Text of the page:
Comments on IDNA Bidi

Mark Davis mark.davis at
Sat Jan 12 03:45:54 CET 2008

> > However, this should really not be proposed as something that users of
> > IDNA should do. Instead, it should be used to test that Michel's
> > formulation is correct.
> Exactly - I want to test the algorithm before proposing one. However, I
> don't understand what you wrote above:
> - if taken as written, it would test the string "A1" by embedding it
> between the strings "ALEPH BET" and "GIMEL DAV", which certainly would
> cause the test to fail (the "1" would pick up its directionality from
> the surrounding RTL characters, and the whole thing would likely display
> in the order of "1 DAV GIMEL A BET ALEPH" - I don't have my direction
> calculator with me). So I'm assuming you're thinking of some separators
> - which ones?

Ken offered some comments. I was probably not very clear. The purpose is so
that if we have


that we don't get an ordering like


that is, where characters hop across label boundaries. (lowercase above
doesn't mean just English). It is ok to switch the order of fields, or the
order within labels, but each field needs to stay intact.

Now, because the BIDI algorithm has limited scope, we don't need to test all
characters, just certain combinations. So the idea is that if we test

for all combinations of X, Y, Z, W (where it makes a difference, so only
from a few BIDI categories), we can see whether there is any "hopping". Here
"." is a standin, because other characters can delimit labels, like /, ?, #,

Is that a bit clearer?

It's certainly a bidi issue too; as you know, one of the driving forces
> for the clarification here is the problem of Yiddish written in the
> Hebrew script. But now that this text is safely embedded in "issues",
> and the decision is made to link this document to "issues", the need for
> this text here is much lessened.

It's not a BIDI issue, meaning an issue caused by text directionality. It is
an issue that happens in a script that is bidi, but is unconnected with
directionality. That's what I meant.

I personally think that recommending a non-standard display is a
> non-starter. We probably need to reformulate this paragraph as "the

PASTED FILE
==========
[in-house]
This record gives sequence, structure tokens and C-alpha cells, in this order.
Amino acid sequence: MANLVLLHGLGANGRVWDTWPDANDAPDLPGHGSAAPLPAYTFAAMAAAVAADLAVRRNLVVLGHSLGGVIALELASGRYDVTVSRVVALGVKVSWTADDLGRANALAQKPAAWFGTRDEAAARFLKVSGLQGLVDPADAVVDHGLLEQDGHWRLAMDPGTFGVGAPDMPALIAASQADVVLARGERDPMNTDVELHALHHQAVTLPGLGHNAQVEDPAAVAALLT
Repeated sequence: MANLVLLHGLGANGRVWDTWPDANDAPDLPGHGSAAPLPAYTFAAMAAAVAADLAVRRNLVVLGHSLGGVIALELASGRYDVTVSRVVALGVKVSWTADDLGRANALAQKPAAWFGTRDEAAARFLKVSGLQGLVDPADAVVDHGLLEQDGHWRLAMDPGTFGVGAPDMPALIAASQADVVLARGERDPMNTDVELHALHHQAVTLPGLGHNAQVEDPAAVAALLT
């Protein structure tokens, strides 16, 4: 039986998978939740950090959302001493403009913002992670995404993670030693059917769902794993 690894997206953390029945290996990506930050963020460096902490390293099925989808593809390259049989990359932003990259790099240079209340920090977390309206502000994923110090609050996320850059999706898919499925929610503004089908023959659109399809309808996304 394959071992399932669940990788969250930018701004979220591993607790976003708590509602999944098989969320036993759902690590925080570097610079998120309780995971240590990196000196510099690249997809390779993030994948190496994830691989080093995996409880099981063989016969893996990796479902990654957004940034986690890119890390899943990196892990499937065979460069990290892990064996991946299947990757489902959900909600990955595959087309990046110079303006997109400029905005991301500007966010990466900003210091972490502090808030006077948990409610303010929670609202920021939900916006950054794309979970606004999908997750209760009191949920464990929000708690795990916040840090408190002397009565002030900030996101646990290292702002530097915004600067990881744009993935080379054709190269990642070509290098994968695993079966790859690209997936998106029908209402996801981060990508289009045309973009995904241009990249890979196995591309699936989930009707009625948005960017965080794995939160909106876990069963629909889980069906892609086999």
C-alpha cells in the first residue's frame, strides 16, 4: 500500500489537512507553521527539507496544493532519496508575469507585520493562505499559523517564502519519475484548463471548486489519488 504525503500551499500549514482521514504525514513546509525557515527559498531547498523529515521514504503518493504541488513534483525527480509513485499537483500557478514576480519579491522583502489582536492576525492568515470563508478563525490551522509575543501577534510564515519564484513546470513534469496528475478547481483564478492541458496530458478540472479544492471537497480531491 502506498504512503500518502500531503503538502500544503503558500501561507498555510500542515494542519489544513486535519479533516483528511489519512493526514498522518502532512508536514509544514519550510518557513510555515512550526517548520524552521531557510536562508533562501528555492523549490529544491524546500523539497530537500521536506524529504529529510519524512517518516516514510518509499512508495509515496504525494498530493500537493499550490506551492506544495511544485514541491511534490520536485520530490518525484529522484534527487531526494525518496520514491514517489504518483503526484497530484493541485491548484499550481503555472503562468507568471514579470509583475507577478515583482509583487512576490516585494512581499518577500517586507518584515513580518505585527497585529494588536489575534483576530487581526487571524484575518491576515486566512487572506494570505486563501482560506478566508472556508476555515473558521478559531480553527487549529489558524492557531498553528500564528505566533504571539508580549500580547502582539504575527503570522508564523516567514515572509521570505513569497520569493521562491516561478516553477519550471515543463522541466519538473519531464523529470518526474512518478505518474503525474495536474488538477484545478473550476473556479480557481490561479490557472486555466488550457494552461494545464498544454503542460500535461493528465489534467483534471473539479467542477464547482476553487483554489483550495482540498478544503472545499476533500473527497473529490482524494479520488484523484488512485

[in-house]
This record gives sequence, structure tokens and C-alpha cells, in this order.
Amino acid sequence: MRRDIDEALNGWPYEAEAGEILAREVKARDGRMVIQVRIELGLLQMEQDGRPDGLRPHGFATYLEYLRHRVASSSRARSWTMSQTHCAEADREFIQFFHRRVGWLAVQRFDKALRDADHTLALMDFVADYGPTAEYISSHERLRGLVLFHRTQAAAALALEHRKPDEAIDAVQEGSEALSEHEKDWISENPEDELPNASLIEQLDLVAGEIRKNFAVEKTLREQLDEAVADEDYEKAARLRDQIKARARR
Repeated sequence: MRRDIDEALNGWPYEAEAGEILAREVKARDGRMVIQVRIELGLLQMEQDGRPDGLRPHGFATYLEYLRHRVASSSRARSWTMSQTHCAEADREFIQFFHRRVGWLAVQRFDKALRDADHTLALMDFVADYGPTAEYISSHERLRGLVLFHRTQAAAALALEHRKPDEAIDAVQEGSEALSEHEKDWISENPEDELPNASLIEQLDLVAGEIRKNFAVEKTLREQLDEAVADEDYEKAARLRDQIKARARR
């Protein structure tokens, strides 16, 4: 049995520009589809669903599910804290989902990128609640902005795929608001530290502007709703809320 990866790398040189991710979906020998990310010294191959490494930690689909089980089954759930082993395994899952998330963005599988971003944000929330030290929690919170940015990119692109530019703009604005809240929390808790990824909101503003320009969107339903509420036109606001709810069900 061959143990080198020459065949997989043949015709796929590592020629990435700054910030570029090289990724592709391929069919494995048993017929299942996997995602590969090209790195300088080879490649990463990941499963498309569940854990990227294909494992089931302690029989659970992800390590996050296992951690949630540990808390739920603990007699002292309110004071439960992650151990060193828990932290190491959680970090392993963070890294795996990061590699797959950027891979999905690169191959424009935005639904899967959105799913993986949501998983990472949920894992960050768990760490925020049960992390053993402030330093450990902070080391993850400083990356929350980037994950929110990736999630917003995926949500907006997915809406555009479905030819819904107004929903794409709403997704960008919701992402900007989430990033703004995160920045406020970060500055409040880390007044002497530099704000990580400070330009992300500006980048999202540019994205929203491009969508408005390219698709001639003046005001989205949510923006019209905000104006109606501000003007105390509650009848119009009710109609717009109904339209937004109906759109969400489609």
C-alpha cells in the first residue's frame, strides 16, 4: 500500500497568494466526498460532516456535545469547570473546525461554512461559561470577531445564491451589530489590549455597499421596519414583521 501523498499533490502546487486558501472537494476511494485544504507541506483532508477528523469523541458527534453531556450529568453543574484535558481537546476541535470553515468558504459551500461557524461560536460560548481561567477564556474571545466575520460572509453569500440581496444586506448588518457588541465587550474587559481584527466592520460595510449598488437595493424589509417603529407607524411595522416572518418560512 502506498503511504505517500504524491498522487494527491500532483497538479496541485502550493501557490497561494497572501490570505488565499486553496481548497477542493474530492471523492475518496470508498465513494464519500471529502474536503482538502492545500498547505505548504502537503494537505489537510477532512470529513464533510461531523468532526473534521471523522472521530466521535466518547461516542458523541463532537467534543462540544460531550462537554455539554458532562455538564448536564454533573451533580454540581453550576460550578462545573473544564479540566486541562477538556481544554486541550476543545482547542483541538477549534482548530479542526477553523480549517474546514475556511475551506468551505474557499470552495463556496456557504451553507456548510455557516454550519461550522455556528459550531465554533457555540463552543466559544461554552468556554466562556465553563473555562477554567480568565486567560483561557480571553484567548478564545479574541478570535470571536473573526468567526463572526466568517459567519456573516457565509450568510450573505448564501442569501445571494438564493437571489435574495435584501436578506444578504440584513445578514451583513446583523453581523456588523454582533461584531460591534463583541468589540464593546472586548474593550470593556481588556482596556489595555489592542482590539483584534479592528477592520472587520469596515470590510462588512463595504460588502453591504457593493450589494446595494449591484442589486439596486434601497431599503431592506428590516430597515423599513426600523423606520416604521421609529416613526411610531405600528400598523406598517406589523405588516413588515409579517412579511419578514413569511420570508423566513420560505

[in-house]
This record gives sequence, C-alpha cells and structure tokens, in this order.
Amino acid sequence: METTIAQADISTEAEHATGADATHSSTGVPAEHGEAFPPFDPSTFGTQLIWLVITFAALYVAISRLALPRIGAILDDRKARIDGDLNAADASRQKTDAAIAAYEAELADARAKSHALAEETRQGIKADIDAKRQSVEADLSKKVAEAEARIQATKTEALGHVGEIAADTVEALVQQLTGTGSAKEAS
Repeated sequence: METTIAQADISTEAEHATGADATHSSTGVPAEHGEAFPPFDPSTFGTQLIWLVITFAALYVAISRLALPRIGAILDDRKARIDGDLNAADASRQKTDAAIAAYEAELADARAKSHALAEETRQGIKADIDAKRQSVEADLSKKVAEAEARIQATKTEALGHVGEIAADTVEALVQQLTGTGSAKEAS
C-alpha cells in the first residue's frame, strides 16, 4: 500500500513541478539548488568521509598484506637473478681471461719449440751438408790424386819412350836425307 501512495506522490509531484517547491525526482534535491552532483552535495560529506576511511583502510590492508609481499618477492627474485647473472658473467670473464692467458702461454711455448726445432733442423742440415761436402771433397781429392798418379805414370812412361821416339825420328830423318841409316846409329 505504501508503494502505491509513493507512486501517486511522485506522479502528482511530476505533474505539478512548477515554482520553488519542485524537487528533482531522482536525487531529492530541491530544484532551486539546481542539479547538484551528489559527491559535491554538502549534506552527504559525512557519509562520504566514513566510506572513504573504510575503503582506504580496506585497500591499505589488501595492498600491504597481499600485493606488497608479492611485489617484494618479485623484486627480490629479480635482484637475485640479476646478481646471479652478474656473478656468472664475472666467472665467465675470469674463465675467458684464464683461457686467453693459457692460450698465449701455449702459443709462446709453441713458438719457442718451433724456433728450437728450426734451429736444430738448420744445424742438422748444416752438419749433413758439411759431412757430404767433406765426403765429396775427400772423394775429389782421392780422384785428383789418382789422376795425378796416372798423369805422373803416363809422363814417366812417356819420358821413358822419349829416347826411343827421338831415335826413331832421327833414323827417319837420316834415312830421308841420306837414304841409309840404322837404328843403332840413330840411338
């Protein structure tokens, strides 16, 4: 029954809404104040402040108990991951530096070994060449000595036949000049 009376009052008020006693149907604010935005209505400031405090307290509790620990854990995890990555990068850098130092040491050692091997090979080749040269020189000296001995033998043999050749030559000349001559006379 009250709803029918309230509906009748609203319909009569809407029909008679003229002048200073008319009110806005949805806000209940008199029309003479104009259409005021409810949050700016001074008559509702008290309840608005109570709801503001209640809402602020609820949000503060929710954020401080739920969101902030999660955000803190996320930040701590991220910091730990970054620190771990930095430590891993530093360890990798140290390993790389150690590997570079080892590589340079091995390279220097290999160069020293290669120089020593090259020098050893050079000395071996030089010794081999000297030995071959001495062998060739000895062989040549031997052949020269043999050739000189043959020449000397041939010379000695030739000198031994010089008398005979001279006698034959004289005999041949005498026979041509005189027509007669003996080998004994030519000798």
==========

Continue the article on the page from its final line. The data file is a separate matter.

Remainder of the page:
> result of the Unicode BIDI algorithm is LTRtsriF.LTRdnoceS.LTR, people
> may be surprised by that, but we can't fix it". I'll have to test that
> this is true in all cases before saying it in the document, though...


> >
> > Bidi-5.
> >    One particular example of the last case is if a program chooses to
> >    examine the last character (in network order) of a string in order to
> >    determine its directionality, rather than its first; if it finds an
> >
> >    NSM character and tries to display the string as if it was a left-to-
> >    right string, the resulting display may be interesting, but not
> >    useful.
> >
> > I don't understand this paragraph. When and why would this happen with
> > IDNA-conformant programs?
> >
> I think the text is clear enough - if you get a label "ALEF BET <some
> NSM character>", an IDNA2003 program can look at the last character in
> the string and say "this is not a RTL string", and treat it as if it was
> LTR. In IDNA2003, that will be a safe assumption. In IDNAx, it will not
> be a safe assumption.

I find that a bit odd. The case you are taking is

A program is looking at an IDNAbis URL, and thinks that it is a valid
IDNA2003 URL, and makes some assumptions about it, and things break.

This case that you mention is just a tip of a iceberg. There are a *very*
large number of assumptions that a program can make about IDNA2003 that will
completely break under IDNAbis (as currently drafted). Many, many things
would break, not just this, and not just this in BIDI. So I don't see why
you are just calling out this one.

> Suggestions for a clearer way to state it?
>                         Harald

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